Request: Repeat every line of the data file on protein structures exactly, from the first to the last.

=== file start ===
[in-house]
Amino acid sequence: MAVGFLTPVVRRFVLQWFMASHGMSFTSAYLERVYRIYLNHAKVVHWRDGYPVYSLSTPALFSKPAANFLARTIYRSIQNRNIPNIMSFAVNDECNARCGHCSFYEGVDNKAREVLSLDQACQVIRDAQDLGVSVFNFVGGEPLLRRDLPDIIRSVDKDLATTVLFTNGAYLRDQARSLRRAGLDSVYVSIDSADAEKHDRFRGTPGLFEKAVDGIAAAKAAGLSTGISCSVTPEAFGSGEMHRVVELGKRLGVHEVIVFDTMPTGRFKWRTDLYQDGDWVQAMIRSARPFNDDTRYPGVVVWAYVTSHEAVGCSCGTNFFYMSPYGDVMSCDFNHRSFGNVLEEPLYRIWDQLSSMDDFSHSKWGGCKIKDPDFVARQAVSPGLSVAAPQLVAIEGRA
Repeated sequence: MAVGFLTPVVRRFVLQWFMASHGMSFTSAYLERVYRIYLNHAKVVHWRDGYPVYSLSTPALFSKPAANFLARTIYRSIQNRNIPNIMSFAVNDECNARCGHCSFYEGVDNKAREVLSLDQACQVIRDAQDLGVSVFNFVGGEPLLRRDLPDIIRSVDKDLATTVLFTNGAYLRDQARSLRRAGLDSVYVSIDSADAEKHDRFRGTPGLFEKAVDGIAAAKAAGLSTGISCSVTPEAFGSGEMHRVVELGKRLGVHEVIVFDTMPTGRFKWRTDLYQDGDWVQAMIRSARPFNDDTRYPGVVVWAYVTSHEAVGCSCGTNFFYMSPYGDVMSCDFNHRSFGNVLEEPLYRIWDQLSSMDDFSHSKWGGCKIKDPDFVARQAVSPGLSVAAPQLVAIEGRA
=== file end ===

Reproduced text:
[in-house]
Amino acid sequence: MAVGFLTPVVRRFVLQWFMASHGMSFTSAYLERVYRIYLNHAKVVHWRDGYPVYSLSTPALFSKPAANFLARTIYRSIQNRNIPNIMSFAVNDECNARCGHCSFYEGVDNKAREVLSLDQACQVIRDAQDLGVSVFNFVGGEPLLRRDLPDIIRSVDKDLATTVLFTNGAYLRDQARSLRRAGLDSVYVSIDSADAEKHDRFRGTPGLFEKAVDGIAAAKAAGLSTGISCSVTPEAFGSGEMHRVVELGKRLGVHEVIVFDTMPTGRFKWRTDLYQDGDWVQAMIRSARPFNDDTRYPGVVVWAYVTSHEAVGCSCGTNFFYMSPYGDVMSCDFNHRSFGNVLEEPLYRIWDQLSSMDDFSHSKWGGCKIKDPDFVARQAVSPGLSVAAPQLVAIEGRA
Repeated sequence: MAVGFLTPVVRRFVLQWFMASHGMSFTSAYLERVYRIYLNHAKVVHWRDGYPVYSLSTPALFSKPAANFLARTIYRSIQNRNIPNIMSFAVNDECNARCGHCSFYEGVDNKAREVLSLDQACQVIRDAQDLGVSVFNFVGGEPLLRRDLPDIIRSVDKDLATTVLFTNGAYLRDQARSLRRAGLDSVYVSIDSADAEKHDRFRGTPGLFEKAVDGIAAAKAAGLSTGISCSVTPEAFGSGEMHRVVELGKRLGVHEVIVFDTMPTGRFKWRTDLYQDGDWVQAMIRSARPFNDDTRYPGVVVWAYVTSHEAVGCSCGTNFFYMSPYGDVMSCDFNHRSFGNVLEEPLYRIWDQLSSMDDFSHSKWGGCKIKDPDFVARQAVSPGLSVAAPQLVAIEGRA